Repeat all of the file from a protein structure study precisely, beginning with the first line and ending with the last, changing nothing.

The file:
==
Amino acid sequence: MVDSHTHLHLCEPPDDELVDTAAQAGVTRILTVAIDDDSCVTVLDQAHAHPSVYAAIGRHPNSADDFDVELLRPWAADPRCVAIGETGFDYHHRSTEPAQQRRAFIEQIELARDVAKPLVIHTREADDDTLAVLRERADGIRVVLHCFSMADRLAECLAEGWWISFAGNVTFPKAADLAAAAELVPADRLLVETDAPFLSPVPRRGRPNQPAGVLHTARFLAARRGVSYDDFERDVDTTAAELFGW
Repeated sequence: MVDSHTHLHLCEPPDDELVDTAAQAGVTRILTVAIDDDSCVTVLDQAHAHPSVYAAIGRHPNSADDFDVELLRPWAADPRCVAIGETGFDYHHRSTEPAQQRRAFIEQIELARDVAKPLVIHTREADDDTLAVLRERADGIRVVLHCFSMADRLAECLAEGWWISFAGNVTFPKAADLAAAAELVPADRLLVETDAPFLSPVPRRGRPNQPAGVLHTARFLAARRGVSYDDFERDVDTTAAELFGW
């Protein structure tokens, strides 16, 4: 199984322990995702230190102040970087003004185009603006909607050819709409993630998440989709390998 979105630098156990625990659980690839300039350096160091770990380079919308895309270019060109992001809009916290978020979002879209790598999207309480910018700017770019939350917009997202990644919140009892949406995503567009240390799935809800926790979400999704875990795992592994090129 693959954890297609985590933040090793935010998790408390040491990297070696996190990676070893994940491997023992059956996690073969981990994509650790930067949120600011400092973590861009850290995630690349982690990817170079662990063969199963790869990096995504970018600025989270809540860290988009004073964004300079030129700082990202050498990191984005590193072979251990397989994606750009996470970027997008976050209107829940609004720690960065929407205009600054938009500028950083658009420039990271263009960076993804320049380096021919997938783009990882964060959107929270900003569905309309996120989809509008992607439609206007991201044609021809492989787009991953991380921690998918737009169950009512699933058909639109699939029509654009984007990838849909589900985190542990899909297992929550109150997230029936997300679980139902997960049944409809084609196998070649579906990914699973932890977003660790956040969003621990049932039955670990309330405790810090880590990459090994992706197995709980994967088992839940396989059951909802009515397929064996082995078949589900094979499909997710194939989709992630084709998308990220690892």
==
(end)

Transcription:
Amino acid sequence: MVDSHTHLHLCEPPDDELVDTAAQAGVTRILTVAIDDDSCVTVLDQAHAHPSVYAAIGRHPNSADDFDVELLRPWAADPRCVAIGETGFDYHHRSTEPAQQRRAFIEQIELARDVAKPLVIHTREADDDTLAVLRERADGIRVVLHCFSMADRLAECLAEGWWISFAGNVTFPKAADLAAAAELVPADRLLVETDAPFLSPVPRRGRPNQPAGVLHTARFLAARRGVSYDDFERDVDTTAAELFGW
Repeated sequence: MVDSHTHLHLCEPPDDELVDTAAQAGVTRILTVAIDDDSCVTVLDQAHAHPSVYAAIGRHPNSADDFDVELLRPWAADPRCVAIGETGFDYHHRSTEPAQQRRAFIEQIELARDVAKPLVIHTREADDDTLAVLRERADGIRVVLHCFSMADRLAECLAEGWWISFAGNVTFPKAADLAAAAELVPADRLLVETDAPFLSPVPRRGRPNQPAGVLHTARFLAARRGVSYDDFERDVDTTAAELFGW
């Protein structure tokens, strides 16, 4: 199984322990995702230190102040970087003004185009603006909607050819709409993630998440989709390998 979105630098156990625990659980690839300039350096160091770990380079919308895309270019060109992001809009916290978020979002879209790598999207309480910018700017770019939350917009997202990644919140009892949406995503567009240390799935809800926790979400999704875990795992592994090129 693959954890297609985590933040090793935010998790408390040491990297070696996190990676070893994940491997023992059956996690073969981990994509650790930067949120600011400092973590861009850290995630690349982690990817170079662990063969199963790869990096995504970018600025989270809540860290988009004073964004300079030129700082990202050498990191984005590193072979251990397989994606750009996470970027997008976050209107829940609004720690960065929407205009600054938009500028950083658009420039990271263009960076993804320049380096021919997938783009990882964060959107929270900003569905309309996120989809509008992607439609206007991201044609021809492989787009991953991380921690998918737009169950009512699933058909639109699939029509654009984007990838849909589900985190542990899909297992929550109150997230029936997300679980139902997960049944409809084609196998070649579906990914699973932890977003660790956040969003621990049932039955670990309330405790810090880590990459090994992706197995709980994967088992839940396989059951909802009515397929064996082995078949589900094979499909997710194939989709992630084709998308990220690892």